I have taught medical students for over forty years and, after a difficult start and the occasional hiccough, it has, overall, given me enormous satisfaction. Of the key components of teaching – lecturing and nurturing – lecturing was a particular challenge. Lecturing is, if nothing else, a public performance, and my beginnings as a performer were hardly auspicious. Up until my late teens I would simply freeze if placed in front of an “audience,” whether it was parents at the school play or simply my classmates. Faced with speaking out loud my tongue failed to move, and with reading a text the page would become invisible.
Whatever the cause – shyness, something to do with my “dyslexia” (learning and reading were painfully slow) or my family circumstances (my mother was a successful actress) – by the time I was a medical student the problem was no longer incapacitating but it still made life difficult for me, and no doubt my audience too.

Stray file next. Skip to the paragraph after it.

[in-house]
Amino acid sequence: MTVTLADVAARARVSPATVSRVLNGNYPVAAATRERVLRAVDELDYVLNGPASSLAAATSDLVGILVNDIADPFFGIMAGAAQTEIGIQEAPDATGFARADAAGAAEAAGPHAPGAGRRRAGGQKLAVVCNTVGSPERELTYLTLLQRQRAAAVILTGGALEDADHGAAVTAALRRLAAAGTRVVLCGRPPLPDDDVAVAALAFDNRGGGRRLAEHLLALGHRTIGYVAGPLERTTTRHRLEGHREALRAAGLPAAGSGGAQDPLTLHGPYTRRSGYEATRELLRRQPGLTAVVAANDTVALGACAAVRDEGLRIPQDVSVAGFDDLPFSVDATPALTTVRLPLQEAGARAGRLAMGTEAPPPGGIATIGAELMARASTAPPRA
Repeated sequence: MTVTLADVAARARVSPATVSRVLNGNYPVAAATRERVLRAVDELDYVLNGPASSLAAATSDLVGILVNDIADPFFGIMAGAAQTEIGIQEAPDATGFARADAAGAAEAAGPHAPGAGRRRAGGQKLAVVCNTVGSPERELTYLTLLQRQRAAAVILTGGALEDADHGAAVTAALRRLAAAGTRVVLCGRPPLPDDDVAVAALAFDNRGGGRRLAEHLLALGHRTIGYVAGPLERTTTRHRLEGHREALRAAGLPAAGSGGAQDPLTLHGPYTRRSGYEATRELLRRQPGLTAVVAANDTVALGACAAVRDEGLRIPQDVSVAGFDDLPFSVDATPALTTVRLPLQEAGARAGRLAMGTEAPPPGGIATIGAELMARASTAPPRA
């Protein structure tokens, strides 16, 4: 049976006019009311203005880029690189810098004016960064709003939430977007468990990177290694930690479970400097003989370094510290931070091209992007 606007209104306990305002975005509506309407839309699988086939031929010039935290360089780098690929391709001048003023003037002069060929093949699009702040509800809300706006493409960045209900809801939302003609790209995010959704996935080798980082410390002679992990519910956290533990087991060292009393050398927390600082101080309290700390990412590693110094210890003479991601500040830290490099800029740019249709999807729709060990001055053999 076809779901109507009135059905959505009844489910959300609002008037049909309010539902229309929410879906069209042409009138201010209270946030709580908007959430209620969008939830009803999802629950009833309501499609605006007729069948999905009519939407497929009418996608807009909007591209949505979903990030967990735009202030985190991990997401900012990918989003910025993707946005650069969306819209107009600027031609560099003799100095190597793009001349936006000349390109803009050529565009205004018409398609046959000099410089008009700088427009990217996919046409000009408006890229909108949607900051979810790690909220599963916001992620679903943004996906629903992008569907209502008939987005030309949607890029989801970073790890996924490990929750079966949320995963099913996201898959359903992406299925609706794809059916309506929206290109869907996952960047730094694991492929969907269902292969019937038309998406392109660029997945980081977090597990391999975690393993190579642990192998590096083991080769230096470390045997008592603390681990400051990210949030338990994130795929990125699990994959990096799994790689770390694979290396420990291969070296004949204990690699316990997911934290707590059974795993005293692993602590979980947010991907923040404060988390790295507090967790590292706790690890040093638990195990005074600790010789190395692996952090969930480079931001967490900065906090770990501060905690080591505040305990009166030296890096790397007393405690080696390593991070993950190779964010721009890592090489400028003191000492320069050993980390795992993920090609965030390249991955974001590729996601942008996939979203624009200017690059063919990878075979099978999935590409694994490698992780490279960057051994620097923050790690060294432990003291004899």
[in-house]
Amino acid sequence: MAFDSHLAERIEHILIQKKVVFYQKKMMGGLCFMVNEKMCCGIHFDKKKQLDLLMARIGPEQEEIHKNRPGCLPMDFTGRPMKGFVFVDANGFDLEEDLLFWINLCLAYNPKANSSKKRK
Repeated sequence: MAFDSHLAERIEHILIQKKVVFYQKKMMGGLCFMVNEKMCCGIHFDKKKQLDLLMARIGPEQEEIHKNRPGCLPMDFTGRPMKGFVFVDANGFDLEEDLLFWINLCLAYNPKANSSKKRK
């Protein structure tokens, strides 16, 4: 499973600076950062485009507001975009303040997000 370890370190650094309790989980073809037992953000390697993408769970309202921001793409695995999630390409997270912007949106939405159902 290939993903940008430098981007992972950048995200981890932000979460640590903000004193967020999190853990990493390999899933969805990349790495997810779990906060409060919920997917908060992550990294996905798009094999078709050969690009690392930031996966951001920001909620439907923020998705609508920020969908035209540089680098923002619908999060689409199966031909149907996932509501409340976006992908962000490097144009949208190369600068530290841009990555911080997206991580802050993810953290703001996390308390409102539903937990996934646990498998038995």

In my mid twenties (by then a lecturer), I went on courses to learn how to speak but these offered little. It was not until I was a researcher in Professor John Vane’s laboratory that I learned what lecturing was about. He was a truly superb speaker and his insights made such obvious sense. Moreover, all of his ideas felt achievable. Gradually my fear of speaking and the level of my performance lifted.
Based on his insights, whenever I speak, I strive to present facts and ideas in the form of a story. Like a good story the presentation will have a beginning (scene setting), a middle (for the detail, and actually the crucial part of the talk) and an end (summary and closure). I never skimp on the “scene-setting” period for it is also a time when the audience is settling down (so would take in little detail), and one in which I get a chance to gain the audience’s confidence. It is my belief that confidence in the speaker allows the listeners to relax and to let the ideas flow in (audiences cannot cope with speakers who lack some form of authority and who do not appear to be “in control” of the occasion, the information, or themselves).